Professional Organizer Kayla Tamir shows us how to feel more in control.
Snyder Diamond: Thanks Kayla for your time. Before getting to your tips, tell us about you and how you got into the business of organization.
Kayla Tamir: I can talk about this stuff for hours so I’ll be brief (laughing). I’ve been OCD since the day I was born, and I think I’ve always been fascinated by people and what makes them, us, do the things we do.
SD: So you were born to help people get organized?
K: I think everyone has a mission in the world and I hope this is mine because I get to see change in people everyday!
SD: Let’s talk about your journey into the business of organizing.
K: Several big events led up to what I’m doing now. I’m from California but was living in Israel for university and the army. While serving in the Israeli army, perhaps because of the intensity of that experience, I began to appreciate the importance of supporting mental wellbeing. That interest drove me to get my Master’s in psychology with the idea of becoming a therapist. However plans changed when I met my (now) husband on vacation in New York. I left Israel, moved to NYC, got married and started a family. Then, the pandemic hit. At that point we decided being closer to family in L.A. made sense.
SD: That’s a lot of change...when did the organizing start?
K: Helping others organize began as a hobby when I lived in San Francisco, and continued in Israel and NYC. Friends that would come to my home were always curious to know how I kept my space so tidy and started asking me to help organize their apartments. Soon their friends were contacting me, and things blossomed via word-of-mouth.
SD: How is the work you’re doing in L.A. different than what you were doing in NYC and Israel?
K: Before now it was primarily a hobby. In L.A. many of my clients have big homes and lots of space, but too much stuff. In NYC and Israel people simply had very little space. So the approach may be slightly different but the same idea guides the process: every item should have a home and a purpose.
SD: How has the pandemic impacted you?
K: A lot. With everyone at home, there became more of a dire need to love their houses into homes, and feel more comfortable in their living spaces which looked more like storage spaces. I was ready to turn my passion into a veritable business. Obviously the pandemic has many of us spending more time indoors and in our homes so the need for organizing that space has become more important than ever.
SD: And your career as a therapist?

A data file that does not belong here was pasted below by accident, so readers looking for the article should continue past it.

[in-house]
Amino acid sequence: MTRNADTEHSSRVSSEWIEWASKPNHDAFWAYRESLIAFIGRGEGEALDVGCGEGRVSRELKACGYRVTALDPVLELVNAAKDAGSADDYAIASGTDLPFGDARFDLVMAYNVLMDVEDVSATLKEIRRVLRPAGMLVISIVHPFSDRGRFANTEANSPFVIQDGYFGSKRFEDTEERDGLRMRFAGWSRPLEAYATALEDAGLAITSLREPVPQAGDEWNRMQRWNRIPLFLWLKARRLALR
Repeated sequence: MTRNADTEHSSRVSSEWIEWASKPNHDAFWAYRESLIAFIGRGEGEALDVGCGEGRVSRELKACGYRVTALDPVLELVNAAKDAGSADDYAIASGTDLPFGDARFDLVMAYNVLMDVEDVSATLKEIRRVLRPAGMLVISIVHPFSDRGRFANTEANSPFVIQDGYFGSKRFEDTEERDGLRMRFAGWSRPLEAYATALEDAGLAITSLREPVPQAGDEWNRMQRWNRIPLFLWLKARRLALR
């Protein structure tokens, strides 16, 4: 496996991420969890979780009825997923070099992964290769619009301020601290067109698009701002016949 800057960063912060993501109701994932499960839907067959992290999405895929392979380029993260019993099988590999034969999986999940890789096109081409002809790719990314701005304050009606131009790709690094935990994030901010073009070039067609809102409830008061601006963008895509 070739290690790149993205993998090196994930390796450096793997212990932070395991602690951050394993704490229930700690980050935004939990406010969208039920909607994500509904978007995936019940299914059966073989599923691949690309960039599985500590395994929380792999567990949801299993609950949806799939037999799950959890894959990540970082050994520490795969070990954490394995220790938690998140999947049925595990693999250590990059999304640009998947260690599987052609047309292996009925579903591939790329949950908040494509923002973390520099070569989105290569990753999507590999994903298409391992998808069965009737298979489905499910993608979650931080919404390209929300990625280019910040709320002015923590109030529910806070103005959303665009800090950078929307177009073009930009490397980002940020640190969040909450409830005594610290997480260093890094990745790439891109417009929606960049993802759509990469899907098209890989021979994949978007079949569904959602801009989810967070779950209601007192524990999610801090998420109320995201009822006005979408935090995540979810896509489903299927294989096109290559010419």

K: I realized that going into people’s homes and seeing why it was so hard for them to let go of things was way more impactful than just talking to them about it. With that said, to me helping people get organized is still a way of helping people; it’s therapeutic for them to be able to let go of things whether they have a sentimental or financial attachment to items or not. I’ve found that once we establish an organizational system that allows people to be more proactive, they’re able to accomplish more when they know where things are, have systems in place to help them find mail or pay bills, etc. Creating organizing systems specific to each person helps them do more in less time.
WHY DECLUTTERING YOUR SPACE IS IMPORTANT
A home should be a living space not a storage space; do you want a house where you have all your stuff, or do you want a home where you’re comfortable and have a sense of peace? If you can get your living space organized, you’ll start to feel more in control of your life.
WHERE TO START
Start small. The reason decluttering your home can be intimidating is because it can become overwhelming if you start with a big space or start with a lot of items. Starting with a space that is small and with items that you don’t hold too close to your heart will allow you to ease into the process.
#1 TIP For Decluttering Your Home
Ask yourself these 5 questions: Do I love it? Do I use it? Do I need it? Why do I have it? Would I buy it again? As a guideline, If you’re not going to use or wear something in the next 3 months, then you’ll likely not use it in the next year and should consider kissing it goodbye--use it, or lose it! Once you start decluttering your home and looking at the world through that lens, you will find yourself buying less and purchasing only things you love and will use.
GIVE THIS EASY TRICK A TRY
If you can donate or throw away one item in each room once a week you will never feel overwhelmed. Getting to a clutter-free existence, or less cluttered, is all about maintenance.
COMMON MISCONCEPTION #1
Lots of clients think that organizers are going to create space. However, it doesn’t work that way--organizers help to implement new values, ways of thinking, and bring about behavioral shifts.
COMMON MISCONCEPTION #2
We’re often led to think that the more we have the happier we’ll be. However, when it comes to fulfillment, most studies and data refute this idea. An organizer’s job is to help folks move away from the notion that ‘more is more’ and our worth equals how much we own. A simpler existence can often be a liberating experience, which takes some people (pleasantly) by surprise.
CONSIDER These Decluttering Tips
Consider purchasing used or vintage items. If you buy items that are used or better yet, are free, it’s often easier to let go of them in the future. It’s also of course better for the environment which hopefully people are thinking about. And, try to resist purchasing things just because they’re on sale or in bulk to save money--those items can end up sitting around, often without homes, collecting dust and in the long run, don’t end up being ‘bargains’.
For more information on Kayla